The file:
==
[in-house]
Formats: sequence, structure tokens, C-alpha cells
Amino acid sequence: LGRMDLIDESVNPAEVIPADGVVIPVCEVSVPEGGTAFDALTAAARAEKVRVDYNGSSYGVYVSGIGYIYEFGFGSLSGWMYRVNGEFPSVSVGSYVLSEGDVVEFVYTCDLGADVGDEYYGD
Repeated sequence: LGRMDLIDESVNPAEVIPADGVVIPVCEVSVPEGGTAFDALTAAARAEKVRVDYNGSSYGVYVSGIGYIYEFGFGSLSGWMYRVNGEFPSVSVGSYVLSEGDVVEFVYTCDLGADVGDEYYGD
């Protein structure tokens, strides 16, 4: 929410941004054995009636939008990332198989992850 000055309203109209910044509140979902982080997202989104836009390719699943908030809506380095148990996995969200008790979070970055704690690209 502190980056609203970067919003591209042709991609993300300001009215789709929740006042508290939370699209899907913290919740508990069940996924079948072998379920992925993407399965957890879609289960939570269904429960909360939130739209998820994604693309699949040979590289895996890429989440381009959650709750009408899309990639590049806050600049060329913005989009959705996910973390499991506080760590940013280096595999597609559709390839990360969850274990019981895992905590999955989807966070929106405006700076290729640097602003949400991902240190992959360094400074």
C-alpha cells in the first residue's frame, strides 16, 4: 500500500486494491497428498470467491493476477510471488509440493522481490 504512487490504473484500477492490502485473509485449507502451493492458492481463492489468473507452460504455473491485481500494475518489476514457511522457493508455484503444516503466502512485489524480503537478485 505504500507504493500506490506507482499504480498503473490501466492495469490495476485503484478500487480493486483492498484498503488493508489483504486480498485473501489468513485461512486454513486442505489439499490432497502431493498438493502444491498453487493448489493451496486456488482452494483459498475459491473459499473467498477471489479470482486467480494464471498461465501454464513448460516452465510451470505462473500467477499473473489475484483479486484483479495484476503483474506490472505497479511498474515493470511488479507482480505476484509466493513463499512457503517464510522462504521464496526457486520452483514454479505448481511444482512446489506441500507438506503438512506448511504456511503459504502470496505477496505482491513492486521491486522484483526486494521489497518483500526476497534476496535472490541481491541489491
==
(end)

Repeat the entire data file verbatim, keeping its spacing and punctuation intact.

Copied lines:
[in-house]
Formats: sequence, structure tokens, C-alpha cells
Amino acid sequence: LGRMDLIDESVNPAEVIPADGVVIPVCEVSVPEGGTAFDALTAAARAEKVRVDYNGSSYGVYVSGIGYIYEFGFGSLSGWMYRVNGEFPSVSVGSYVLSEGDVVEFVYTCDLGADVGDEYYGD
Repeated sequence: LGRMDLIDESVNPAEVIPADGVVIPVCEVSVPEGGTAFDALTAAARAEKVRVDYNGSSYGVYVSGIGYIYEFGFGSLSGWMYRVNGEFPSVSVGSYVLSEGDVVEFVYTCDLGADVGDEYYGD
């Protein structure tokens, strides 16, 4: 929410941004054995009636939008990332198989992850 000055309203109209910044509140979902982080997202989104836009390719699943908030809506380095148990996995969200008790979070970055704690690209 502190980056609203970067919003591209042709991609993300300001009215789709929740006042508290939370699209899907913290919740508990069940996924079948072998379920992925993407399965957890879609289960939570269904429960909360939130739209998820994604693309699949040979590289895996890429989440381009959650709750009408899309990639590049806050600049060329913005989009959705996910973390499991506080760590940013280096595999597609559709390839990360969850274990019981895992905590999955989807966070929106405006700076290729640097602003949400991902240190992959360094400074």
C-alpha cells in the first residue's frame, strides 16, 4: 500500500486494491497428498470467491493476477510471488509440493522481490 504512487490504473484500477492490502485473509485449507502451493492458492481463492489468473507452460504455473491485481500494475518489476514457511522457493508455484503444516503466502512485489524480503537478485 505504500507504493500506490506507482499504480498503473490501466492495469490495476485503484478500487480493486483492498484498503488493508489483504486480498485473501489468513485461512486454513486442505489439499490432497502431493498438493502444491498453487493448489493451496486456488482452494483459498475459491473459499473467498477471489479470482486467480494464471498461465501454464513448460516452465510451470505462473500467477499473473489475484483479486484483479495484476503483474506490472505497479511498474515493470511488479507482480505476484509466493513463499512457503517464510522462504521464496526457486520452483514454479505448481511444482512446489506441500507438506503438512506448511504456511503459504502470496505477496505482491513492486521491486522484483526486494521489497518483500526476497534476496535472490541481491541489491